What is FDI
Foreign direct investment (FDI) in its classic form is defined as a company from one country making a physical investment into building a factory in another country. It is the establishment of an enterprise by a foreigner. Its definition can be extended to include investments made to acquire lasting interest in enterprises operating outside of the economy of the investor. What is Retailing
Retailing is a distribution channel function where one organization buys products from supplying firms or manufactures the product themselves, and then sells these directly to consumers. A retailer is a reseller (i.e., obtains product from one party in order to sell to another) from which a consumer purchases products. Indian Retail Sector
Indian retail industry is the largest industry in India, with an employment of around 8% and contributing to over 10% of the country's GDP. According to this year’s Global Retail Development Index, India is positioned as the leading destination for retail investment. There are about 300 new malls, 1,500 supermarkets and 325 departmental stores being built in the cities very soon. The Indian retail sector is now worth about $250bn (£140bn) a year, but it is heavily underdeveloped. Well over 95% of the market is made up of small, uncomputerised family-run stores. Now there are finally signs that the Indian government is dropping its traditionally protectionist stance and opening up its retail market to greater overseas investment. Recently it eased restrictions on foreign investment, allowing overseas retailers to own 51% of outlets as long as they sell only single-brand goods. A shopping revolution is ushering in India where, a large population between 20-34 age groups in the urban regions is boosting demand by 11.1 percent in 2004-05 to an Rs 23,308 purchasing power. This has resulted in huge international retail investment and a more liberal FDI. Evolution of Indian Retail
The era of Indian retail began with weekly markets and village fairs, which catered to the daily necessities of villagers. Village fairs were larger in size with a wide variety of goods sold from food, clothing, cosmetics and small consumer durables. Then came the emergence of Kirana stores and mom-and-pop stores. These stores used to cater to the local people. T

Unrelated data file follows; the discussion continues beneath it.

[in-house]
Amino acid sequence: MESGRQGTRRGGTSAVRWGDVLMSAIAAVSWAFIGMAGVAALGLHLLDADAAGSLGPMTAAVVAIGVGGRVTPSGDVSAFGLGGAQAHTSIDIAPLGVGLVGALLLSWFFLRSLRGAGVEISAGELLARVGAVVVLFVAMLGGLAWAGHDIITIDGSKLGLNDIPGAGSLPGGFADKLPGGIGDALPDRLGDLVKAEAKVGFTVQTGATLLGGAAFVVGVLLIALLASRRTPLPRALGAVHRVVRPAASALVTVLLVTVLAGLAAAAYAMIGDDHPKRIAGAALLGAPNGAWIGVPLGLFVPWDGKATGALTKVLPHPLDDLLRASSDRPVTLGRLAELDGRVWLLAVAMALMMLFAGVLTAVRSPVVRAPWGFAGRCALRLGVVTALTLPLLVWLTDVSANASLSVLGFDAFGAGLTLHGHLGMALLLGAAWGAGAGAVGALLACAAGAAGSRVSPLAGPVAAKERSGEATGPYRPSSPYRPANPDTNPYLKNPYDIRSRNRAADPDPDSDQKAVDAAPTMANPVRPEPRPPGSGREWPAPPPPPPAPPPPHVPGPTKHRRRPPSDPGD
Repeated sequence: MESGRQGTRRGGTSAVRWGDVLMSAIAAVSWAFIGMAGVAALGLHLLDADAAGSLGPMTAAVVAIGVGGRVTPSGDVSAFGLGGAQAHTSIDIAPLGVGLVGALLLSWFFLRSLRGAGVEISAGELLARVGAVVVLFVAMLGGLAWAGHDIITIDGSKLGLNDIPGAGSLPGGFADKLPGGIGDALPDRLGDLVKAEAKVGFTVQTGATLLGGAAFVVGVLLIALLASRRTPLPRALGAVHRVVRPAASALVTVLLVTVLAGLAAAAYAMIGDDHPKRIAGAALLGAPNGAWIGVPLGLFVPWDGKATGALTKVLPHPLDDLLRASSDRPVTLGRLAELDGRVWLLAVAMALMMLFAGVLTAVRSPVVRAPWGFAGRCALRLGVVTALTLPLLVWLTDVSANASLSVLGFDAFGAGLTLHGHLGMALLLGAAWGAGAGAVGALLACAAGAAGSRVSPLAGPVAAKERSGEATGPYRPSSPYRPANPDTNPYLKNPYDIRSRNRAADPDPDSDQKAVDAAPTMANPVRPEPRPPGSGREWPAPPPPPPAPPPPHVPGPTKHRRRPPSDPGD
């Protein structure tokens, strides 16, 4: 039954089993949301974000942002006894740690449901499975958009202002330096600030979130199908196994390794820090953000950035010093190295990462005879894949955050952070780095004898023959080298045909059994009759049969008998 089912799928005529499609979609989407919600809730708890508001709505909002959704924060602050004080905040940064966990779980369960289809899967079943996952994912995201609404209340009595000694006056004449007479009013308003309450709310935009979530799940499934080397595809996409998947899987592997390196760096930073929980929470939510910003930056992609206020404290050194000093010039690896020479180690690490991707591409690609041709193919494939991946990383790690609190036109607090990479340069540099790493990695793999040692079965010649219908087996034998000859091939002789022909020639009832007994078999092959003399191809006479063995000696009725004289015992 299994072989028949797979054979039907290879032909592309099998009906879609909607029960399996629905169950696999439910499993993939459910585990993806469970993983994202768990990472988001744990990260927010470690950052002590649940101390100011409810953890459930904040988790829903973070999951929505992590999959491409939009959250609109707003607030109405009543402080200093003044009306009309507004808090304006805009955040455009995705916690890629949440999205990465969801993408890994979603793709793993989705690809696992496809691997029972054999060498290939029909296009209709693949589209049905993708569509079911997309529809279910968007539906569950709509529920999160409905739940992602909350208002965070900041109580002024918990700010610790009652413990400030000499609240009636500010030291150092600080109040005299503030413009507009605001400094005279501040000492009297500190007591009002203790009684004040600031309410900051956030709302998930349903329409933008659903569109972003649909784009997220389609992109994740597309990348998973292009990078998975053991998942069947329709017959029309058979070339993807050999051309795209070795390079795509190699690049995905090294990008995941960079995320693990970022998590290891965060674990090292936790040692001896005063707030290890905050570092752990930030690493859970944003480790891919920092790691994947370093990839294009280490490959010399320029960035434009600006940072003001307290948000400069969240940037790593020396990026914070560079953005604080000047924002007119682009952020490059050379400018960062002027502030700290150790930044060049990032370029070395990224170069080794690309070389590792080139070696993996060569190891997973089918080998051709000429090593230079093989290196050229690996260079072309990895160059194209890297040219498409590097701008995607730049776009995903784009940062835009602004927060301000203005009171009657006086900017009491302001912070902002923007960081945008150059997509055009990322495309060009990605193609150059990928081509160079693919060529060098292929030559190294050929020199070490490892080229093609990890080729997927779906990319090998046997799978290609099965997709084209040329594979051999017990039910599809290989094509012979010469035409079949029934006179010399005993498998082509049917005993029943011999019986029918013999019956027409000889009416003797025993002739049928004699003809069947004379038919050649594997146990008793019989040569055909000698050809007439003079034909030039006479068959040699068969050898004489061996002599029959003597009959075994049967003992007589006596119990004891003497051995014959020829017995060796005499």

his was followed by the era of government supported rural retail and many indigenous franchise stores came up with the help of Khadi & Village Industries Commission. The KVIC has a countrywide chain of 7000 plus stores in India. The Modern era has a host of small and large formats with exclusive outlets showcasing a complete range of products. The department stores and shopping malls targeting to provide a complete destination experience for all segments of the society. The hyper and super markets are consistently trying to provide the customer with the 3 V's (Value, Variety and Volume).
Classification of Indian Retail Sector
The Indian retail sector is broadly classified into the organized sector (modern retailers) and the un-organized sector (traditional retailers). The organized sector refers to licensed retailers, that is, those who are registered for sales tax, income tax, etc and primarily consist of Hypermarkets, Supermarkets, Multi Brand Outlets, Department Stores, Malls and Discount Stores. The un-organized sector on the other hand, refers to the traditional formats of low-cost retailing requiring limited investment such as hand cart and pavement vendors, mobile vendors, the local kirana shops and local village fairs and melas. Categories of the Retail Sector
The Indian retail sector is extremely fragmented, with over 12 million outlets across all sectors. These are typically small family owned over-the-counter stores with an average size of 100 square feet. Organised retail is mostly developed in segments such as clothing (14% organised), watches (40%) and footwear (25%). The major players in...
Please join StudyMode to read the full document